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Why online retail’s higher rate of returns is a good thing

While the ease and convenience of online shopping is what attracts so many consumers to e-commerce, it is also a factor in the increased rate of returns, which can range from 15 per cent to as high as 30 per cent.

When consumers purchase online, their house acts as a temporary change room, where they finally are able to see and feel the product and affirm their decision to keep the goods.

And when it’s as simple as repackaging the product and attaching the return label, consumers can still have all of the choice of an in-store experience, without the commitment.

But returns do have an impact on retailers. Cost is an obvious example. For retailers that don’t have a well-thought out reverse logistics process in place, the cost of returns can very quickly climb, putting the retailer out of pocket and reducing profit from sales.

But the impact of returns is much more than costs accrued. Returns are an important component of a consumer’s purchasing experience. One research study found that although lenient returns policies do correlate with higher return rates, it also correlates with an increase in purchases made.

This means that enhancing your returns process not only influences customer satisfaction but is a key business decision that can mean greater sales.

As e-commerce in Australia continues to grow, following a record year of online shopping in 2017 with spending reaching $21.3 billion on physical goods, returns will need to become a core part of retailer’s businesses.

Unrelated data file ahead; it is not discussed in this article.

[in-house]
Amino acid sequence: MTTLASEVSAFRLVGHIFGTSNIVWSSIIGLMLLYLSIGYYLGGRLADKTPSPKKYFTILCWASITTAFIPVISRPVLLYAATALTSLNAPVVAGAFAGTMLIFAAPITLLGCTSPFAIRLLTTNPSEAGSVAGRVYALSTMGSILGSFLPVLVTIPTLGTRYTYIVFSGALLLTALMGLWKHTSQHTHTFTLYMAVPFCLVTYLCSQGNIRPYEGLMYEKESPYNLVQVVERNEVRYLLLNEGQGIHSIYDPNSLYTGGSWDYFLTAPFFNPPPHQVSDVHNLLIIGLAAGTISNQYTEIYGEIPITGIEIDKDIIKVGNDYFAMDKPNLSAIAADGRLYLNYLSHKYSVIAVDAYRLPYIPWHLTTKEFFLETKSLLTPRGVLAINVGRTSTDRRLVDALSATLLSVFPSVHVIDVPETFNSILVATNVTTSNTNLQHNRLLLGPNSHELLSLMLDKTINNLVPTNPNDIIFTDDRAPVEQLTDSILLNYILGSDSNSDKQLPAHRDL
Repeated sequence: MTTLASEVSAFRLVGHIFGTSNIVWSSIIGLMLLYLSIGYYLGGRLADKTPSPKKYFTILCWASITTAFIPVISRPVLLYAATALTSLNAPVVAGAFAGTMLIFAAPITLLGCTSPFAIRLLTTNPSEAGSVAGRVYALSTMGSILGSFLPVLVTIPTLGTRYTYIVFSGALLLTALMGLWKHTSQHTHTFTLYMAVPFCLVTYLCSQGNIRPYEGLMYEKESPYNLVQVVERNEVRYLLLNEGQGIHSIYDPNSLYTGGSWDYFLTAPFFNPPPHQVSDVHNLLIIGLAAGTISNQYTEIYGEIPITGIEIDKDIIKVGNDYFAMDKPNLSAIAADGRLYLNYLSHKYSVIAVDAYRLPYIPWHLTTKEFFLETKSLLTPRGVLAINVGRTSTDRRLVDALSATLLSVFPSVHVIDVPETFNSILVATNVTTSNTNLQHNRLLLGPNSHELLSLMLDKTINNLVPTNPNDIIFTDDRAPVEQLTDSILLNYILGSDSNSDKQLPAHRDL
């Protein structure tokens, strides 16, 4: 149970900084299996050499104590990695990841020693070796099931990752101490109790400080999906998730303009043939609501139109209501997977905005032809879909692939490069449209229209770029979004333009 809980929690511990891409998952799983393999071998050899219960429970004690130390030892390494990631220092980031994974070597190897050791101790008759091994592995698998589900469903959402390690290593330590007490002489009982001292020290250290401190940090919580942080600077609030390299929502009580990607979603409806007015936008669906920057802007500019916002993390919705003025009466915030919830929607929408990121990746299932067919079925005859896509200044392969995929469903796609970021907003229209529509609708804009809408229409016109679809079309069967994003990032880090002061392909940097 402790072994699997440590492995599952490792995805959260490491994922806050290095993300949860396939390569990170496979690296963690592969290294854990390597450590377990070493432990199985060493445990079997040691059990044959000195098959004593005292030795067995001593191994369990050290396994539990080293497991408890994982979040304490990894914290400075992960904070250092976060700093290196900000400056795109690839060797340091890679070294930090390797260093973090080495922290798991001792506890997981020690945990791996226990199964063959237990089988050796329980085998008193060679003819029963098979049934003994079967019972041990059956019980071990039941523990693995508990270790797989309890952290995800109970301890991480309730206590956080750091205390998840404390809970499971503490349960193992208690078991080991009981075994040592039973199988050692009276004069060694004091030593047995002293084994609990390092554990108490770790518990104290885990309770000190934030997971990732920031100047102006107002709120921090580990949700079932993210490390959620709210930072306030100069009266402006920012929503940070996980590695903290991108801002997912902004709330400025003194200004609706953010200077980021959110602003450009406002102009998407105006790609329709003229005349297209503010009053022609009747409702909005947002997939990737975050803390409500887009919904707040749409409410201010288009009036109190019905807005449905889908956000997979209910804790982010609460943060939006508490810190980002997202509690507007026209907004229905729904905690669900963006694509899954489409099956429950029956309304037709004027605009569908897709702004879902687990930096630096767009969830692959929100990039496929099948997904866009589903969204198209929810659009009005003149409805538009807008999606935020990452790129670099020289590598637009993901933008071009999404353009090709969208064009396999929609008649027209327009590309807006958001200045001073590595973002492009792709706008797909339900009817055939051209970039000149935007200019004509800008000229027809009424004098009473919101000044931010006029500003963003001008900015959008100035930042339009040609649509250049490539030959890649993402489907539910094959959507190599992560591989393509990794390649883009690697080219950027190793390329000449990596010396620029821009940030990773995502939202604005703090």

It’s important that retailers have a plan for reverse logistics, to ensure the process is seamless and efficient. After all, returns are a post-sale touchpoint with the consumer and should be treated as equally as important to those prior to the sale.

Consumers will view a retailer more positively if they have an experience that is easy, hassle-free and timely. As more retailers’ place importance on returns, we are seeing innovations that will change the process entirely.

Providing multiple options for consumers to return a product is one way. For example, some retailers have arrangements with local shopfronts like pharmacies and supermarkets that allow customers to drop off packages to be returned to the retailer.

Couriers that go direct to the customer’s front door to pick up a return also alleviates the hassle of returning a product.

Try-before-you-buy methods are likely to become popular in the future. Oscar Wylee, an eyewear retailer, is one brand that’s doing so by offering a free home try-on service. Consumers can order five frames to be delivered to their door for free. After a trial period of five days, consumers can then return the frames, for free, and if they have found a frame they like, are sent a brand-new product.

Clothing and apparel retailers are also investing in fit technology to better indicate fitting and size options based on personalised measurements of the shopper. This aims to limit the need to return products that are not the right fit.

At the end of the day, returns are a key part of a consumer’s purchasing experience that can be beneficial for online retailers. A good returns system can make a customer more willing to make purchases with a retailer in the first instance, and a positive experience with a return can lead to repeat purchases. That’s why it’s important to think of reverse logistics as a key business decision, not a hassle.

Kim Garner is managing director of international operations at FedEx Express Australia and New Zealand.

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